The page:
People talk about the importance of “great individuals” or “the leadership,” often as if they were the same thing. They seem to think that a person’s “becoming politicized” has to involve, at least at first, the reference to a great leader (such as Lenin, Mao, etc.)

In doing so, they confuse two distinct ideas:

1) that the “signifier” is important, but that doesn’t mean that it needs to take on a proper name. For example, look at how the Red Square (“Carré Rouge“) functioned within the Québec student movement: it wasn’t a symbol of a person, or an “official” organization, but of an idea. Even though it represented an idea, it nevertheless it was more real than the others.

2) that individuals are important, but they are oftentimes not those that are the most “well-known.” The phrase “it takes one” (friend, acquaintance, etc. to introduce something new) takes on a whole new meaning.

[An example of this is how Louis Althusser, an academic Marxist if there ever was one, came to be a communist. He didn’t start off with finding the “greatness” of Marxism through any of the “great” texts.

“It was in the camp that I first heard about Marxism from a Parisian lawyer who was passing through. I also made the acquaintance of one lone communist. This man, whose name was Pierre Courrèges, appeared in the camp during the final months, having spent a year in a unit for incorrigible prisoners at Ravensbrück under a very tough regime. Daël [the former liaison between the prisoners and the officials] had ceased to be a trusty for some considerable time and a tall, rather colourless individual, an undertaker by profession, had replaced him. Simultaneously, certain irregularities or compromises which had existed previously began to resurface. Not on a large scale however. Though no one asked him to do so, Courrèges intervened off his own bat and in the cause of honesty and fraternity. The effect was incredible. He was straightforward, direct, warm, and natural and seemed capable of talking and acting quite effortlessly. His presence alone transformed the camp and we were totally astonished by him. All the accommodations and semi- compromises with the Germans disappeared overnight and we felt an atmosphere in the camp which had not existed since Daël’s ‘reign’. This surprising change had been brought about by one single individual acting on his own, a man who was certainly ‘different from the rest’, another ‘oddball’ (communists are ‘different’, a propaganda theme I became familiar with later on). Thus I began to have great respect for militant communists. At the same time I realized one could act differently from Daël, that other approaches were possible, other forms of action, and that the possession of certain skills was of secondary importance when one’s actions were motivated by genuine ‘principles’. There was no need to resort either to ‘sharp practice’ or trickery. Courrèges was an astonishing man and he gave me my first practical lesson in communism! I have met him since in Paris, and he is still the same warm person, though he is just an ordinary man like everyone else. But I did not believe then that he could be an ordinary man.”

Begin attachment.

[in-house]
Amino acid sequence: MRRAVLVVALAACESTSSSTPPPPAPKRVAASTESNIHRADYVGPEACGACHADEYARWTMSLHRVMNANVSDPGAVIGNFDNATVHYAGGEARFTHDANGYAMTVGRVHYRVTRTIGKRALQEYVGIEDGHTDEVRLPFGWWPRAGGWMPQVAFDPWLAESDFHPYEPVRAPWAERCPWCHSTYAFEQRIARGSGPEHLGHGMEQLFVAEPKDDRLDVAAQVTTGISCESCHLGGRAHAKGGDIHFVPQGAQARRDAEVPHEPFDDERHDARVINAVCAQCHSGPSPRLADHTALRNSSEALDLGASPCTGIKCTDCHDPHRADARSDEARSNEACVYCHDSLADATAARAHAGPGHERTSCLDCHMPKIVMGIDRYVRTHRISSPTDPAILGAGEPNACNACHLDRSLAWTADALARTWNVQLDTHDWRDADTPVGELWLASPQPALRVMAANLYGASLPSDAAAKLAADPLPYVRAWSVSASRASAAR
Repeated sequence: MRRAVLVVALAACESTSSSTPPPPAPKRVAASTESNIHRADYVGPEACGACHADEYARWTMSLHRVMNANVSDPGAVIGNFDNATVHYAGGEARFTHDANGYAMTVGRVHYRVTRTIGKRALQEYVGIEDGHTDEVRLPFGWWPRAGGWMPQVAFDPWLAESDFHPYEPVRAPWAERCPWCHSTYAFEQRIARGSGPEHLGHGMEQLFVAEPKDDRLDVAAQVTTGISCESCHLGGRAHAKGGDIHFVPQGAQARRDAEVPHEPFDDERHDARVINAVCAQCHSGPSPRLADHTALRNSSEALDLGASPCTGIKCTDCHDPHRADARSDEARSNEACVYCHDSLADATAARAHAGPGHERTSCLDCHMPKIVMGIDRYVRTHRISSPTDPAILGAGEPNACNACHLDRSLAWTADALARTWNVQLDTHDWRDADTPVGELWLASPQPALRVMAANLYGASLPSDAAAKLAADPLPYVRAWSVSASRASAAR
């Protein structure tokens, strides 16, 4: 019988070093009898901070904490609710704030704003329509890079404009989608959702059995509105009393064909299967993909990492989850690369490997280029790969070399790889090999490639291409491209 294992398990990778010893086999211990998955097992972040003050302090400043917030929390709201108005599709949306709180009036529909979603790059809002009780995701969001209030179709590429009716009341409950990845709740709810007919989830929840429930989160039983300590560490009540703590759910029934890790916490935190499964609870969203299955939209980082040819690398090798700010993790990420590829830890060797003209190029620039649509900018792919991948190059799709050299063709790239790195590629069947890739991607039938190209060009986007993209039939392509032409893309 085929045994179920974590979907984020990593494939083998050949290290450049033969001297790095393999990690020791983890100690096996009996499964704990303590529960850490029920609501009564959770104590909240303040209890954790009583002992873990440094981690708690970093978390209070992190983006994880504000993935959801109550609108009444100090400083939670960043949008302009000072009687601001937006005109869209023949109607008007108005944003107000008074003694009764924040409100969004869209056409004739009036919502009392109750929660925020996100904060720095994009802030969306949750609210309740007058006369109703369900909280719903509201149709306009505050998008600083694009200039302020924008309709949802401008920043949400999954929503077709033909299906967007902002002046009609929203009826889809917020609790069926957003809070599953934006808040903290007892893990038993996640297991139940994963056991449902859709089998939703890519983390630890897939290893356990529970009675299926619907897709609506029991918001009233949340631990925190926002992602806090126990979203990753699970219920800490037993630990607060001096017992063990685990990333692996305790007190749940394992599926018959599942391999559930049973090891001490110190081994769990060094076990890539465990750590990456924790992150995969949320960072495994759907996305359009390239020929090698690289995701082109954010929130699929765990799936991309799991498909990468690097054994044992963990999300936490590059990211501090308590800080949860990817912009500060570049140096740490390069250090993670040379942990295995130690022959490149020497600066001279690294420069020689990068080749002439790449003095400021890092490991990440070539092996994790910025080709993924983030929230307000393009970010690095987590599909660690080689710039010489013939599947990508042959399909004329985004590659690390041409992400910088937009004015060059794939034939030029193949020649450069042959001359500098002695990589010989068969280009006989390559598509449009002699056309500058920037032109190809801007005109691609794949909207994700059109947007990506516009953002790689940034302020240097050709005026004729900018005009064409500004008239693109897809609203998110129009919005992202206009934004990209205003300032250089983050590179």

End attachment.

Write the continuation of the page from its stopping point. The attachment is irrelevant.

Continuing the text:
[Louis Althusser. The Future Lasts Forever: A Memoir. New York: New Press, 1993, pg. 110-111]


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